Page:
Mac Pro shows Apple cares about pro users

It feels like we’ve waited a long time for the new Mac Pro, and in fact, we have. However, in typical Apple fashion they blew away expectations with the new Mac Pro and Apple Pro Display XDR.

I had a chance to see the Mac Pro in action after the keynote in a music studio setting and it was incredible. I saw a Pro Tools and Logic setup, both running hundreds of tracks, with plug-ins running, while playing video, and everything worked seamlessly.

Mac Pro isn’t just an upgraded pro machine, it is completely redone to maximize performance in every aspect of the computer. As Phil Schiller said, it has “extreme performance.”

“We designed Mac Pro for users who require a modular system with extreme performance, expansion and configurability. With its powerful Xeon processors, massive memory capacity, groundbreaking GPU architecture, PCIe expansion, Afterburner accelerator card and jaw-dropping design, the new Mac Pro is a monster that will enable pros to do their life’s best work,” said Phil Schiller, Apple’s senior vice president of Worldwide Marketing.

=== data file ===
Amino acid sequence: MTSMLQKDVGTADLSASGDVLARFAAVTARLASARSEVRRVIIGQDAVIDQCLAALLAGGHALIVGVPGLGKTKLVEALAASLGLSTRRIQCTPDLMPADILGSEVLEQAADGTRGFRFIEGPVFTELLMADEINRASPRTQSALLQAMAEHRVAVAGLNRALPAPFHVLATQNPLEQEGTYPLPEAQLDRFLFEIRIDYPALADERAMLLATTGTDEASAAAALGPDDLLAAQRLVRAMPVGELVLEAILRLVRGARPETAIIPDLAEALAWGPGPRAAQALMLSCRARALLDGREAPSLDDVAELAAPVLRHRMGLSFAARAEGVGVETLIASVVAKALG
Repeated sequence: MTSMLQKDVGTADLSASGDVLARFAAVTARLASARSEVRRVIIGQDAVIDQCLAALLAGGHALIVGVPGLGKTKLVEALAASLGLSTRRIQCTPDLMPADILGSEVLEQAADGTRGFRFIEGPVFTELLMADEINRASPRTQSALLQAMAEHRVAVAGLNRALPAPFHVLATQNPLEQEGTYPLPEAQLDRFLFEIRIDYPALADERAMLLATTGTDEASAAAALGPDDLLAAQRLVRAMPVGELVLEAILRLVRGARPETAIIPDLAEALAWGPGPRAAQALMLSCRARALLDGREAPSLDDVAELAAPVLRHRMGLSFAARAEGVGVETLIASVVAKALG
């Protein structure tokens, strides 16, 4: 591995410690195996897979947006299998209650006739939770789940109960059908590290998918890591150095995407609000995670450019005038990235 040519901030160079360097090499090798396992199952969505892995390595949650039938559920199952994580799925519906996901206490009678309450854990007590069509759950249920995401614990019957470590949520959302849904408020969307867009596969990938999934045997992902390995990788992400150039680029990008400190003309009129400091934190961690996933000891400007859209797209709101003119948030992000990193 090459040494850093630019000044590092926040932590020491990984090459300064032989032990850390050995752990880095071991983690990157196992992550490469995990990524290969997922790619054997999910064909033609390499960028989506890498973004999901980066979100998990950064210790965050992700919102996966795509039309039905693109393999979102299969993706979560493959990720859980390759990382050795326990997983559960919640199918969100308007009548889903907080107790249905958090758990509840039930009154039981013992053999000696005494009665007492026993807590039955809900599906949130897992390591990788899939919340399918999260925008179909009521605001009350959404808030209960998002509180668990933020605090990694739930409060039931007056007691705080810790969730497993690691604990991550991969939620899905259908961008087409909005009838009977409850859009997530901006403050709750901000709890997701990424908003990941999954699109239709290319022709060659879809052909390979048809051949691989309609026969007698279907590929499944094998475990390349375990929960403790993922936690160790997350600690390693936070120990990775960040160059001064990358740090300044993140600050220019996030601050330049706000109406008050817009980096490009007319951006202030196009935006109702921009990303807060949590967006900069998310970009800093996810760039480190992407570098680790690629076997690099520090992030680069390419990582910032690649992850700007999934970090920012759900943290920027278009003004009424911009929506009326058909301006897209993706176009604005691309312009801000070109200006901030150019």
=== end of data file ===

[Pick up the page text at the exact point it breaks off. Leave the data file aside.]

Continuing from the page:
If you’re like me, you noticed the similarity with the “cheese grater” Mac Pro of years ago, and for good reason. Both machines are similar in the exterior look, and why not, that was a pro machine that worked.

Mac Pro features Xeon processors up to 28 cores and 12 DIMM slots, allowing for up to 1.5TB of memory.

This type of power allows projects that normally took multiple machines to power to be done on one Mac Pro. The music projects I mentioned earlier were done on multiple machines until the new Mac Pro, when they were consolidated into one project, running on one machine.

As if the introduction of the Radeon Pro Vega II wasn’t enough, Apple also introduced the Radeon Pro Vega II Duo, and the Mac Pro will allow you to run two of them.

With the addition of Apple’s Afterburner accelerator card, the Mac Pro can decode up to 6.3 billion pixels per second. This setup will virtually eliminate proxy workflows, allowing editors to use native formats directly from the camera.

I expected a lot from the new Mac Pro and even I was blown away with what Apple came up with in the Mac Pro.